As the group from home left, my brother Bill arrived and so did Carmelos' Dad Pedro. My brother has been here before, but Carmelo hasn't seen his Dad in over 7 years. He never met Ruth, Carmelos wife or their kids Mimi and Caleb. It was so nice to see them together with his other two daughters and all the Grandkids. He helped us as we built Beto and Lucys' new kitchen/ guest house. My brother Bill helped as well and continues to help us on this side as we pack and move stuff to the new house. We have worn Him out, so He is going to leave Wednesday. We were hoping to be able to go to Big Bend Natl Park for a few days but until we are all moved, I can't leave my better half. Rick and Dianne Balmer are also here in preparation of their church building project next week and have helped us alot with the move. Moving gets so much harder as we age. My knees and back are killing me, and we haven't even moved the furniture yet. Building four houses and moving, all in one month has us needing a break. My brother gave us some money to hire people to move the rest! Gracias Bill. He said he'll come back in a month or two when we can plan to go to Big Bend. We still need prayer, not only for a buyer for our house, but for strength to finish the move. At least the new place is 1 story, no more stairs! We have had two Pastors come for food since we started moving, and have been able to give them hundreds of cans of food, and other stuff. The 20,000 pounds of beans are almost ready to be shipped from South Dakota, so I need to find a truck to haul them.
It is always the best time, when we take the team out to hand out gifts, and clothes, and bibles and pray for those with needs and this past Monday was one of those times. We had a couple hundred gifts left after last Thursdays great gift give away so we took them to a distant colonia that no one ever visits, except for us, the last two years now. We called out to every house on the block to meet us at the open air community meeting place where we shared the Hope and Love that is found in a relationship with Jesus Christ and the kids lined up and sang songs and some quoted bible verses for extra gifts. We had a blast! and 4 people prayed to accept the free gift of Salvation. We gave each child one of the backpacks given to us by our friends at www.mexicomissions.org , when their travel plans to Cancun got postponed. All the children were so glad that Jesus didn't forget them and we are so glad to have had Alan, Lynnea, Roger, Kyle, Rose, Dianna, and who can forget Anna, spend their Christmas vacation time with us blessing the socks off of hundreds of people, including Paula and Me. They are already back in the cold and we started building another house today in Mexico. We are packing and moving into the new ministry house you may have read about in the news letter or on the blog. The door was wide open and we walked in by faith, again!! We received a $4000.00 gift and was told to put it toward the new house, well many of you know me and when I have a need, like a new house opportunity, I sow a seed. We used the money to build a family a house in Mexico instead and when we finished it and dedicated it, I receive a call from someone that really felt we needed this new place to allow our ministry to grow and flourish, and said they would cover the cost to rent the new place until our house sells!!! The owner agreed to rent it to us and we are moving! LIFE IS GOOD, WE ARE EXPECTING GODS BEST, AND WE ARE BLESSED BEYOND MEASURE.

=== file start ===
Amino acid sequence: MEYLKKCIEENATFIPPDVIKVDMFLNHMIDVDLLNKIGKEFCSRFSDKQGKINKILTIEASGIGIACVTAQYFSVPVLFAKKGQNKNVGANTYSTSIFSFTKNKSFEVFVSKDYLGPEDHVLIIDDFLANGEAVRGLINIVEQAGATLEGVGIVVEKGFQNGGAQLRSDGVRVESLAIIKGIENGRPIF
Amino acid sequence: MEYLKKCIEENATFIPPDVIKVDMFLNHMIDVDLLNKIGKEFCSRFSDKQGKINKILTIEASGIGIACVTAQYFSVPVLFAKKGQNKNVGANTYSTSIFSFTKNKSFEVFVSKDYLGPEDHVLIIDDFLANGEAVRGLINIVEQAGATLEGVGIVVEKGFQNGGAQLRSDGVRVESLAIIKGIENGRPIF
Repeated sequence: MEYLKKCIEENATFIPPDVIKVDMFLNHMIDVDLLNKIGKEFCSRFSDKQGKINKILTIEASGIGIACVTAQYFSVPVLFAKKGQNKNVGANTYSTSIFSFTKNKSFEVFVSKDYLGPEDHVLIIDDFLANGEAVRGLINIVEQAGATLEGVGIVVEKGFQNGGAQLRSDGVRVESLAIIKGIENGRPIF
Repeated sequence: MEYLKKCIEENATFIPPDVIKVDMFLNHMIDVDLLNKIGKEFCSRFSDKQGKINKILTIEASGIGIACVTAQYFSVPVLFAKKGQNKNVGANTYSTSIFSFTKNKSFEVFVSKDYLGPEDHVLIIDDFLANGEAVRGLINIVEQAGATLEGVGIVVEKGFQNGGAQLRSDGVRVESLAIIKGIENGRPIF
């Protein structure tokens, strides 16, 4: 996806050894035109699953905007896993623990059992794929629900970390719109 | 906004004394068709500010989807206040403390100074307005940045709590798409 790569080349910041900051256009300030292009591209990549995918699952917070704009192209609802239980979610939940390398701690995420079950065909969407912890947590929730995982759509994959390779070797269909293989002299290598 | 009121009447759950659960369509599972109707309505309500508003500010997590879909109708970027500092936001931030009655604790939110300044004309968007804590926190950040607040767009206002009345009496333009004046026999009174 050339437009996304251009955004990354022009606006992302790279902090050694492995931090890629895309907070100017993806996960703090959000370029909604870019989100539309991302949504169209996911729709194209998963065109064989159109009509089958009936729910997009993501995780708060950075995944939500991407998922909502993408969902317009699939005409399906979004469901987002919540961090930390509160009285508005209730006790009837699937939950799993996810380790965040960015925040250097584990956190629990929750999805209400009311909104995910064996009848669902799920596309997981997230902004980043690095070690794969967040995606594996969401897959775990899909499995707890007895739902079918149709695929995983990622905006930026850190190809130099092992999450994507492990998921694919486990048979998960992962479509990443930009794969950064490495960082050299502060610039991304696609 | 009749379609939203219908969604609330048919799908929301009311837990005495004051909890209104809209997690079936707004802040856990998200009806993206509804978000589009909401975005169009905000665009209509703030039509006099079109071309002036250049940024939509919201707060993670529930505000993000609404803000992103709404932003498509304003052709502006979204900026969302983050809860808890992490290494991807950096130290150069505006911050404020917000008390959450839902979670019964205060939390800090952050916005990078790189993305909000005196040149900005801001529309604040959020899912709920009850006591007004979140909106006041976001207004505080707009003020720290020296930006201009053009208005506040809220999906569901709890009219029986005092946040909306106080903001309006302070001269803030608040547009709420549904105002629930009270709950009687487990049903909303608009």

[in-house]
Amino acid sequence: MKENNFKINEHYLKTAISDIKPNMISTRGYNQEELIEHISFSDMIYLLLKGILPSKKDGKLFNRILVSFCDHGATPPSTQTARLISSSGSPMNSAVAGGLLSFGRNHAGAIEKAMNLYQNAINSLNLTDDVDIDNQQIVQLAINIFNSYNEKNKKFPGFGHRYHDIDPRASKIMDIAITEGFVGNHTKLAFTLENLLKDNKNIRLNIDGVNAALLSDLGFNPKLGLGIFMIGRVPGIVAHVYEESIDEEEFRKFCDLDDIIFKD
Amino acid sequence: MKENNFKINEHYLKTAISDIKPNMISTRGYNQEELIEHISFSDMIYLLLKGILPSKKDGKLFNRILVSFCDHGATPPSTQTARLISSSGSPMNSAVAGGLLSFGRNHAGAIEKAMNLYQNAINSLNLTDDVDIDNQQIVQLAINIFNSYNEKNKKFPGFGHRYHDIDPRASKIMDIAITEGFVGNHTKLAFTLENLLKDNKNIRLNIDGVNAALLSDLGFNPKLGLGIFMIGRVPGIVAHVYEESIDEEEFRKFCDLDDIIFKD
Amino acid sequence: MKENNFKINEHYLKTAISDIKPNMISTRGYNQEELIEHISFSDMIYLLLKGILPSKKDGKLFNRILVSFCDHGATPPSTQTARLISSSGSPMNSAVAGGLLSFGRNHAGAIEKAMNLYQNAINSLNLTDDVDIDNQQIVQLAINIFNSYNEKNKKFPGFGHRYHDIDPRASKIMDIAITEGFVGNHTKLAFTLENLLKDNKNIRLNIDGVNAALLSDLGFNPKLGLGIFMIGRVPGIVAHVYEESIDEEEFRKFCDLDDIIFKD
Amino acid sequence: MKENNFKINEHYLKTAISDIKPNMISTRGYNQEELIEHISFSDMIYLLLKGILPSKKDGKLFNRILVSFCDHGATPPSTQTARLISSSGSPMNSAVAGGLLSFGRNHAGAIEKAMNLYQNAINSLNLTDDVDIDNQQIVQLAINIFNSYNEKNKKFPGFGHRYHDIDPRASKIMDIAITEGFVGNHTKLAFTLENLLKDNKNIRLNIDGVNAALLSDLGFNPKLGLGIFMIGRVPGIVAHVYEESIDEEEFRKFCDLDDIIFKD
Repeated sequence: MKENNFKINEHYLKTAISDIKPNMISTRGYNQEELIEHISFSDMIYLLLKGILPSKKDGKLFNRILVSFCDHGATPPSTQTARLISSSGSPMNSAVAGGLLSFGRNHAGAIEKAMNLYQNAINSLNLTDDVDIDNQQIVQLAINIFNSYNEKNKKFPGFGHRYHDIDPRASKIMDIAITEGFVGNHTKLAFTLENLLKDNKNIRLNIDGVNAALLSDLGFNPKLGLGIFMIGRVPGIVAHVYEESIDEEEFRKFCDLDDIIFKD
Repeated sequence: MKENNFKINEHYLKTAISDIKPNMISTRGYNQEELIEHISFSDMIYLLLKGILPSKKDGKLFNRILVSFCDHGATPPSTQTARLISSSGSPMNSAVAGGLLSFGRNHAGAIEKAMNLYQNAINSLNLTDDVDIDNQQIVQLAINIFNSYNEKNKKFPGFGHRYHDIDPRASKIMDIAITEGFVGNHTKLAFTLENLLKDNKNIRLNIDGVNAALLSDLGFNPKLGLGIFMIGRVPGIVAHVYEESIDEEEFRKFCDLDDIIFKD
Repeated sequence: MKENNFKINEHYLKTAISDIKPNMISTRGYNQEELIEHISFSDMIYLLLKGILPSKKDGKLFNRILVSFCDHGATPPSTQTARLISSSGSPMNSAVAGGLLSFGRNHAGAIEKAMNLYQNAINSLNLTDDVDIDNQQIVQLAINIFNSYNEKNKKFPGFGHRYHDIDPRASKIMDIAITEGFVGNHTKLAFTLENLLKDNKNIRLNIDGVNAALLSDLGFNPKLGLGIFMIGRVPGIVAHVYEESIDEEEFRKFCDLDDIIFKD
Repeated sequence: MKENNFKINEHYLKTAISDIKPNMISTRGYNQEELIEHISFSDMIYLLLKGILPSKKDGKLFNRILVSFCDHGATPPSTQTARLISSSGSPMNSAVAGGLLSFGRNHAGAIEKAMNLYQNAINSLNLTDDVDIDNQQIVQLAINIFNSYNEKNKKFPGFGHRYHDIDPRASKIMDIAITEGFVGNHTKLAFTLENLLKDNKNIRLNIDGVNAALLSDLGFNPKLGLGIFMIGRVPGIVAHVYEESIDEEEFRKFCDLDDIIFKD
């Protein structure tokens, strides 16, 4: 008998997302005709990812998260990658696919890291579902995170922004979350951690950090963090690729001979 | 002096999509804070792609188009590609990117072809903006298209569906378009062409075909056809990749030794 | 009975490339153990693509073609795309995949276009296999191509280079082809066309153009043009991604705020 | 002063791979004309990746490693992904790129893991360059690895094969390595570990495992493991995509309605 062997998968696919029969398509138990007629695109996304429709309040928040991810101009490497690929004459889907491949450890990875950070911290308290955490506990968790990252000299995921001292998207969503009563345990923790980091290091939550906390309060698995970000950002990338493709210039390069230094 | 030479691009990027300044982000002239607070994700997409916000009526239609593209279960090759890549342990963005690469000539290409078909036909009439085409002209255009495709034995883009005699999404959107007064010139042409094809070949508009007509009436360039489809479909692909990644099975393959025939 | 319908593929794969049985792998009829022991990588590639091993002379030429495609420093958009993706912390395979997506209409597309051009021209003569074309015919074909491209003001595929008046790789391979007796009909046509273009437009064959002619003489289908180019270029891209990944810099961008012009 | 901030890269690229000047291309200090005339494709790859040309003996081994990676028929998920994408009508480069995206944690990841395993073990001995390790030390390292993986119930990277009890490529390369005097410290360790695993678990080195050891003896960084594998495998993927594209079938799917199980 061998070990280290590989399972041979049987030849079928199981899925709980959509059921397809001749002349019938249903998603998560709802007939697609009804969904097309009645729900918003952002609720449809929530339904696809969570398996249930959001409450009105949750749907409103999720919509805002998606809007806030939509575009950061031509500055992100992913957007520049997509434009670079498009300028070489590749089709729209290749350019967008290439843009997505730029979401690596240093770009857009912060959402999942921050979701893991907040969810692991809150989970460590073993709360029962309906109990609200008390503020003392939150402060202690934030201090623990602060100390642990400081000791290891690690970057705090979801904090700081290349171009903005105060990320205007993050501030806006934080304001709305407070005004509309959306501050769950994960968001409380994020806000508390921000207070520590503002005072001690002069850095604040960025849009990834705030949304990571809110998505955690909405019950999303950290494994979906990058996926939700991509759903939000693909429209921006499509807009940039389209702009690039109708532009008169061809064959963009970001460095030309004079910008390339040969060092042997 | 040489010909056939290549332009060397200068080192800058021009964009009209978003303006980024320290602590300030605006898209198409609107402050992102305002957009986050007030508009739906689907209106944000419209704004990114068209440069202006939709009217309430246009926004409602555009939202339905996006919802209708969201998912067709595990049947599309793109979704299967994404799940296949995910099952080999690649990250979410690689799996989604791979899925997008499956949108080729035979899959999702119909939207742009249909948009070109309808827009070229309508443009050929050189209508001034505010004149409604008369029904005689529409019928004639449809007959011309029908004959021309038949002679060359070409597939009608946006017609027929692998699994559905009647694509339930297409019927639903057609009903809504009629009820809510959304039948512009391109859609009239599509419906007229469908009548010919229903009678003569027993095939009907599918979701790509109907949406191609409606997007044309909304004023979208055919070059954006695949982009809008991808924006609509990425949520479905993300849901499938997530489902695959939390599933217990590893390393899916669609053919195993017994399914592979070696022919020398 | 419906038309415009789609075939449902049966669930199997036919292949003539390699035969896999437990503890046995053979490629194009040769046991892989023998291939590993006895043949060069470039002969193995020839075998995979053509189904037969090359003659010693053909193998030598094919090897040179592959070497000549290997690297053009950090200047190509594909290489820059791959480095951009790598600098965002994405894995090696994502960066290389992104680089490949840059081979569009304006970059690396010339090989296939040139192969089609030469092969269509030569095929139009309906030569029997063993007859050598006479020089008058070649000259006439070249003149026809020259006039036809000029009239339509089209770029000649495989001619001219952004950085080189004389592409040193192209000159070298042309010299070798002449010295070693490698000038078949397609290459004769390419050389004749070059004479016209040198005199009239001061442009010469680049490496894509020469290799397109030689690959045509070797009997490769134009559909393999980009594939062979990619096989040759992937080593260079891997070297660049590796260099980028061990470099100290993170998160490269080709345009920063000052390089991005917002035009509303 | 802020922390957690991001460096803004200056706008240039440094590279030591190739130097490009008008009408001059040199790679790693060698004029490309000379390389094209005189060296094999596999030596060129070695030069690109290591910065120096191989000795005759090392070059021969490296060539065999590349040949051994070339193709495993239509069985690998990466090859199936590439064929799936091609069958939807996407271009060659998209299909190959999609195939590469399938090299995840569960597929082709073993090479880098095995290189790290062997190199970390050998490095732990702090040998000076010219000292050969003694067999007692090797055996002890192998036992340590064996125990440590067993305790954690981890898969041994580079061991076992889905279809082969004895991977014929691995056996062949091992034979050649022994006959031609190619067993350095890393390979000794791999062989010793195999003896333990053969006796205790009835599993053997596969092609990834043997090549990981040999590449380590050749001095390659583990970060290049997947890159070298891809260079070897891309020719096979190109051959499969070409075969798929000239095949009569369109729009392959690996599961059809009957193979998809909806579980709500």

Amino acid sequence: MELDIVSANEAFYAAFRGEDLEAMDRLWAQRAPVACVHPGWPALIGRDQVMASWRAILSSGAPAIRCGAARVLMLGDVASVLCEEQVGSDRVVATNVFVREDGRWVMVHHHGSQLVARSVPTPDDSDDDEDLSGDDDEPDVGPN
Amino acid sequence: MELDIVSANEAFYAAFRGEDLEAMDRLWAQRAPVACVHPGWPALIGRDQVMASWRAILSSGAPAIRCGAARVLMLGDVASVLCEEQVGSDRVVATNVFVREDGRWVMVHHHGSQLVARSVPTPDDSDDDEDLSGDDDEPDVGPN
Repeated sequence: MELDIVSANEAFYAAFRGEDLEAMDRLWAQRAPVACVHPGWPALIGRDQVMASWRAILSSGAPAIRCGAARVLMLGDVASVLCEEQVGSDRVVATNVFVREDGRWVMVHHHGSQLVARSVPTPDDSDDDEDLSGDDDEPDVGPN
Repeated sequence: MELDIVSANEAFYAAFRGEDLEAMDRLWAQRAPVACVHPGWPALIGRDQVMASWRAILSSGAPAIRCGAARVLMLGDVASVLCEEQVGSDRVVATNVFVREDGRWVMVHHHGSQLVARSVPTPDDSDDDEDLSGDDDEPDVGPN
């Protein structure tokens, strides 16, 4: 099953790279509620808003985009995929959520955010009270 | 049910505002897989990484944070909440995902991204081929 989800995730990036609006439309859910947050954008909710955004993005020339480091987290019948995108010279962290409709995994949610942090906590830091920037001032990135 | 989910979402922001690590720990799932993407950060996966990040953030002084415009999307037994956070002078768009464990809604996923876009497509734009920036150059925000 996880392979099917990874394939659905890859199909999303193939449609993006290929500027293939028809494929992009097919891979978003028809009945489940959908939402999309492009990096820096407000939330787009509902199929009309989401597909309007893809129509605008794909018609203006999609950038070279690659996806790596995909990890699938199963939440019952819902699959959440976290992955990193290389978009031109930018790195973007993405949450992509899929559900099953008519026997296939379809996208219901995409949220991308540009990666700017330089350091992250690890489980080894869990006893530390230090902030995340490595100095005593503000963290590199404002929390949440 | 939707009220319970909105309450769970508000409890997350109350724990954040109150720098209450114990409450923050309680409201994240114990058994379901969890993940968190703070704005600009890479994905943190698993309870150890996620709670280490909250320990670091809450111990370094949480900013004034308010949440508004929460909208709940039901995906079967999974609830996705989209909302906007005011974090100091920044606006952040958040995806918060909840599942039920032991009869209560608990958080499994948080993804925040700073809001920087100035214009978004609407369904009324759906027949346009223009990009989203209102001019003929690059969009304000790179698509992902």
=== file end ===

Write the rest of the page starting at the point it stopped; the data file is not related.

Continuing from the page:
I am 18 years old, and part of Bruce and Paula's Christmas volunteer team from Chicago. And I've been here before; the world of missions and ministry is familiar ground, one my feet walk with ease and complacency. But something about this trip is tearing me apart...I feel like my heart is being ripped to pieces: You drive five minutes to go through customs, and another ten to wind up in the Nopelera colonia, this communtiy where poverty has legs and people have nothing. Talk about culture shock! I feel as though I am standing between two entirely separate worlds, and I'm not sure how I feel about that, either. I just spent the day putting up walls on a house no bigger than my living room back home; how can I justify exchanging it every night for a world of long, hot showers, big dinner spreads, and warm beds? There is a part of my heart that keeps saying that if this is missions work, then I want nothing to do with it. But I know that what will save me are the children. I was nervous about this trip, and only for the fact that I don't know any Spanish. However, I learned quickly that I may not speak Spanish, but I do speak the language of children. It is a language of tickles and giggles and smiles that break into laughter, of piggy-back rides, long games of tag, and of dancing. Always dancing! They run throug the streets squealing at each other, chasing each other on bikes and with their soccer balls--pelotas, I learned to say--and forever laughing at my sloppy imitations of their words. I am finding so much joy with them, despite my frustrations. My friend once wrote, "What we love, we never forget." These children, these beautiful babies of the third world...I love them to the point of not forgetting. Gabby, Junior, Angel, Felix, Juan, Perla, Chewy, Caleb, and Mimi: their names are graven on my heart. As we build (and as I take periodic breaks to chase them and tickle them and carry them on my shoulders), I am praying that the glee and the purity of children always eclipses the pains of the human condition. This trip, so unasuming at first glance, has left me with far more unrest than I came expecting. Shane Claiborne writes that we spend so much time saying, "Give a man a fish and you feed him for a day; teach a man to fish and you feed him for a lifetime," but nobody's asking who owns the pond or who polluted it. And so I will leave this place for the cold of my Chicago home, seeking justice. I will search out grace and compassion, and I will not be so self-satisfied. I will live in my unrest until the poverty that has broken my heart is resolved, until the gladness of these children replaces my suburban complacency. Above all, I will rejoice in the fact that mine is a God of justice, hope, and satisfaction! It is He who will begin to piece together my broken heart, creating a new one fashioned after His own.